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The Tight Community Of Muslims In New Zealand


The terrorist attack on two mosques in New Zealand struck a devastating blow to the small community of about 50,000 Muslims in that country. Forty-nine people were killed in those mass shootings during Friday prayers in the city of Christchurch.

Journalist Mohamed Hassan grew up in New Zealand, works now in Turkey. He is Muslim and woke Friday to dozens of anxious messages alerting him to the attack. We caught up with him at the airport as he headed back to New Zealand. And, naturally, I asked if his friends and family are OK.

MOHAMED HASSAN: Yes. Thankfully, all of my family and my close friends are OK. But there's 49 people, at least that we know of, that have been killed. Their names haven't been released yet, and we're still trying to find out, one person at a time. Inevitably, this is such a small community, so these people are going to be people that are familiar to us, even if we don't know them directly. There are going to be friends among that list. And there are going to be friends of friends or families of friends. There's still a large number of people missing, whose families aren't quite sure whether they made it out of that mosque alive or not.

BLOCK: So it's a tight enough community that this chain of knowledge would be quite intimate.

HASSAN: Absolutely. And I think at this stage, we're all trying to be there for each other as much as we can. There have been calls from the Christchurch community for Muslims from around the country to fly over to help with the burial processions, with the Islamic ritual of washing the body before it gets buried because they say they're simply overwhelmed by the enormous number of people that they're going to have to take care of.

BLOCK: Yeah.

HASSAN: And they're asking for as much help as they can.

BLOCK: When you were growing up in New Zealand, when you were in university, did you feel like you were the target of racism - of anti-Muslim sentiment ever?

HASSAN: Well, firstly, New Zealand is an incredibly peaceful country, also an incredibly welcoming country. For the large part of my life, I always felt safe wherever I went.

Having said that, the reality of growing up as a Muslim, especially after the attacks of September 11 and the rise of ISIS and all these things that have been happening on the news, is, inevitably, this affects your daily life. It affects the way people around you see you, the way they treat you.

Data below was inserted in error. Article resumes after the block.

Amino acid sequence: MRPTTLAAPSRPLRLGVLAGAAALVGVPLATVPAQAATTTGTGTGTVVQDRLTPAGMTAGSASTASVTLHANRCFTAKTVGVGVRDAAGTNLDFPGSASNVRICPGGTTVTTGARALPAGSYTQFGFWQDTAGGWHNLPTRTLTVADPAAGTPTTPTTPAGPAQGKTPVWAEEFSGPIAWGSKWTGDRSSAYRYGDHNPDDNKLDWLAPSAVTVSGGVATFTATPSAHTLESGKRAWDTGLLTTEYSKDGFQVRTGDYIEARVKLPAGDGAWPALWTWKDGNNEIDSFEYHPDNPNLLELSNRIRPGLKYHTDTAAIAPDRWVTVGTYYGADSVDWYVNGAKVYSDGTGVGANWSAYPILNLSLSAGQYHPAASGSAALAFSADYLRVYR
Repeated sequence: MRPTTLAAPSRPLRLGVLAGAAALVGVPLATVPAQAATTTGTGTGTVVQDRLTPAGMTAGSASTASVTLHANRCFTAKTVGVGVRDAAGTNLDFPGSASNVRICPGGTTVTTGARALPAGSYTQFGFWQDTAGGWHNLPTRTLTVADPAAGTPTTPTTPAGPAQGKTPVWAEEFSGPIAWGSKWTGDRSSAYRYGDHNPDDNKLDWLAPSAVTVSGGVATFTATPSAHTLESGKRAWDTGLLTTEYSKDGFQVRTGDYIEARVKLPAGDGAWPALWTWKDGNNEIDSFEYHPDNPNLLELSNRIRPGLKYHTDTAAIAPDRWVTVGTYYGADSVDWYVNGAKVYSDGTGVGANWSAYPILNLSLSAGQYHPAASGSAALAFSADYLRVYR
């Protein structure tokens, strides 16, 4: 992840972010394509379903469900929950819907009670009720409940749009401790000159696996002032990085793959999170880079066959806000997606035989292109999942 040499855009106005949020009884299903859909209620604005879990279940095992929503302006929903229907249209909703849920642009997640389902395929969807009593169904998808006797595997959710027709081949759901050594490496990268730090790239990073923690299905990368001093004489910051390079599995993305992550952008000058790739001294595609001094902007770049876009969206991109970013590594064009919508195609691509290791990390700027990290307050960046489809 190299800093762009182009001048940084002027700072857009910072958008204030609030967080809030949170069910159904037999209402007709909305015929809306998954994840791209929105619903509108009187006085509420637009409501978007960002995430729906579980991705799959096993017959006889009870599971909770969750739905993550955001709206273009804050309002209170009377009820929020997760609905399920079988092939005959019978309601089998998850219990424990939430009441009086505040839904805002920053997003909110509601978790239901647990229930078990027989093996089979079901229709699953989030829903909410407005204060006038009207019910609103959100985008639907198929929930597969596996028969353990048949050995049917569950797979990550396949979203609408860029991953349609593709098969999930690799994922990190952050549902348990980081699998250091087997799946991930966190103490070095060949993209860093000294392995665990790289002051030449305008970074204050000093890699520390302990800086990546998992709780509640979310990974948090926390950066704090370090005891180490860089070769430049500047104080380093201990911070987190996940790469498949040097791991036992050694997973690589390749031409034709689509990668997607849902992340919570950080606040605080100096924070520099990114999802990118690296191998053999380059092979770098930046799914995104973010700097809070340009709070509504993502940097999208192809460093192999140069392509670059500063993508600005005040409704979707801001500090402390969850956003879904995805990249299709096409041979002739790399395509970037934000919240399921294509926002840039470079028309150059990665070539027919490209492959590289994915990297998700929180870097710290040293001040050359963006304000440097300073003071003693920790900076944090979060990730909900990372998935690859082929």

And so as I've grown up, I've seen abuse hurled at members of my family, especially my mother and my sister, who wear the hijab. I've had to deal with discrimination, whether it's on a school yard or when applying for a job or being stopped at an airport repeatedly.

And this is an experience that is shared by many in our Muslim community. But I think at no point in time did we imagine that this would reach life-threatening levels.

BLOCK: I've read that the Muslim population in New Zealand has grown sharply as the country took in refugees from a number of countries since the 1990s. And when you look at the nationalities of those reported to be killed or injured or missing, it is a wide range - Afghanistan, Bangladesh, Saudi Arabia, Pakistan, Syria, Turkey, Indonesia. Speaks to what an international community there is now in your home country.

HASSAN: Absolutely. And now we're seeing not only the Muslim community mourn, but you're seeing all these different communities. We know that there's been young Somalis that have lost their lives. We know there's been people that are of Turkish backgrounds that have been injured. And so all of these communities and, by extension, their home countries are mourning with us as we try and figure out what's happening right now.

BLOCK: And how do you expect the Muslim community in New Zealand to regroup after this?

HASSAN: Honestly, I'm not sure. It's going to take time. And it's going to take some healing. We're not the only ones that are feeling this. The entire country is mourning and grieving. We're going to have to figure out how to be there for each other in a way that we haven't been before. And this isn't just as Muslims; this is as New Zealanders. And this is as people that will never want to see anything happen like this again in our home.

BLOCK: Mohamed Hassan is a journalist with TRT World on his way from Turkey back home to New Zealand. Mr. Hassan, thank you so much for talking with us.

HASSAN: Thank you, Melissa. Transcript provided by NPR, Copyright NPR.